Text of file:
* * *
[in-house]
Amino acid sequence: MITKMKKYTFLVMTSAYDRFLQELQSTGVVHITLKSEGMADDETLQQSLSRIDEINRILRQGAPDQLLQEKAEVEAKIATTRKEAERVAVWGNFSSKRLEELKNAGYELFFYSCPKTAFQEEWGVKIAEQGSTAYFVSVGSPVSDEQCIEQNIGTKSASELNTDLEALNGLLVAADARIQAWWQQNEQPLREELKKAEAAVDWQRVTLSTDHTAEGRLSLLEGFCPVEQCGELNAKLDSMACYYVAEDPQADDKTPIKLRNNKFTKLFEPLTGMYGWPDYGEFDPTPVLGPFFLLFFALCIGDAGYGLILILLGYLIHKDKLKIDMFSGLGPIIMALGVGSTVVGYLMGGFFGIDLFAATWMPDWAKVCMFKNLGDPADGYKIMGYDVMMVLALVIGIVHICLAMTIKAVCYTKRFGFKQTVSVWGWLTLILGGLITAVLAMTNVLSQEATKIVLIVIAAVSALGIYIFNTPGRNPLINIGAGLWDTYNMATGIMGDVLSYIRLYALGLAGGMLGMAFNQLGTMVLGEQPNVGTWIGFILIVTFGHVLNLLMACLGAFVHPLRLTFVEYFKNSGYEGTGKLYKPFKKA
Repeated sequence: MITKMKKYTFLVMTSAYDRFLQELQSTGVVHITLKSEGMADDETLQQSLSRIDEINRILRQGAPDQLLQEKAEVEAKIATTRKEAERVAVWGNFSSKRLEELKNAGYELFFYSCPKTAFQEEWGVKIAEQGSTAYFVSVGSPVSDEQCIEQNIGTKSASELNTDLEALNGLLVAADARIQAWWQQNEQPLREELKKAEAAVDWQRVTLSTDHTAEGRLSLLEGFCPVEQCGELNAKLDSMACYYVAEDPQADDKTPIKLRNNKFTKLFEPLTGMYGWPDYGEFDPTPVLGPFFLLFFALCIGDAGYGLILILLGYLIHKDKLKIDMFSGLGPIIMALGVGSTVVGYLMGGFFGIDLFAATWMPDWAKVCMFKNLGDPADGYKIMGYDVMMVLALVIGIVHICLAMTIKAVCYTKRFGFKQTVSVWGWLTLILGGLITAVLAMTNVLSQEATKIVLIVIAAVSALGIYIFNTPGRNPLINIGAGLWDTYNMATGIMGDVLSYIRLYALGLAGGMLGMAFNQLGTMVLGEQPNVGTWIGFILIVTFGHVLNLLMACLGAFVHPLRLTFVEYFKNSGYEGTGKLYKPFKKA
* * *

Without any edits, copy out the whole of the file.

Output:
[in-house]
Amino acid sequence: MITKMKKYTFLVMTSAYDRFLQELQSTGVVHITLKSEGMADDETLQQSLSRIDEINRILRQGAPDQLLQEKAEVEAKIATTRKEAERVAVWGNFSSKRLEELKNAGYELFFYSCPKTAFQEEWGVKIAEQGSTAYFVSVGSPVSDEQCIEQNIGTKSASELNTDLEALNGLLVAADARIQAWWQQNEQPLREELKKAEAAVDWQRVTLSTDHTAEGRLSLLEGFCPVEQCGELNAKLDSMACYYVAEDPQADDKTPIKLRNNKFTKLFEPLTGMYGWPDYGEFDPTPVLGPFFLLFFALCIGDAGYGLILILLGYLIHKDKLKIDMFSGLGPIIMALGVGSTVVGYLMGGFFGIDLFAATWMPDWAKVCMFKNLGDPADGYKIMGYDVMMVLALVIGIVHICLAMTIKAVCYTKRFGFKQTVSVWGWLTLILGGLITAVLAMTNVLSQEATKIVLIVIAAVSALGIYIFNTPGRNPLINIGAGLWDTYNMATGIMGDVLSYIRLYALGLAGGMLGMAFNQLGTMVLGEQPNVGTWIGFILIVTFGHVLNLLMACLGAFVHPLRLTFVEYFKNSGYEGTGKLYKPFKKA
Repeated sequence: MITKMKKYTFLVMTSAYDRFLQELQSTGVVHITLKSEGMADDETLQQSLSRIDEINRILRQGAPDQLLQEKAEVEAKIATTRKEAERVAVWGNFSSKRLEELKNAGYELFFYSCPKTAFQEEWGVKIAEQGSTAYFVSVGSPVSDEQCIEQNIGTKSASELNTDLEALNGLLVAADARIQAWWQQNEQPLREELKKAEAAVDWQRVTLSTDHTAEGRLSLLEGFCPVEQCGELNAKLDSMACYYVAEDPQADDKTPIKLRNNKFTKLFEPLTGMYGWPDYGEFDPTPVLGPFFLLFFALCIGDAGYGLILILLGYLIHKDKLKIDMFSGLGPIIMALGVGSTVVGYLMGGFFGIDLFAATWMPDWAKVCMFKNLGDPADGYKIMGYDVMMVLALVIGIVHICLAMTIKAVCYTKRFGFKQTVSVWGWLTLILGGLITAVLAMTNVLSQEATKIVLIVIAAVSALGIYIFNTPGRNPLINIGAGLWDTYNMATGIMGDVLSYIRLYALGLAGGMLGMAFNQLGTMVLGEQPNVGTWIGFILIVTFGHVLNLLMACLGAFVHPLRLTFVEYFKNSGYEGTGKLYKPFKKA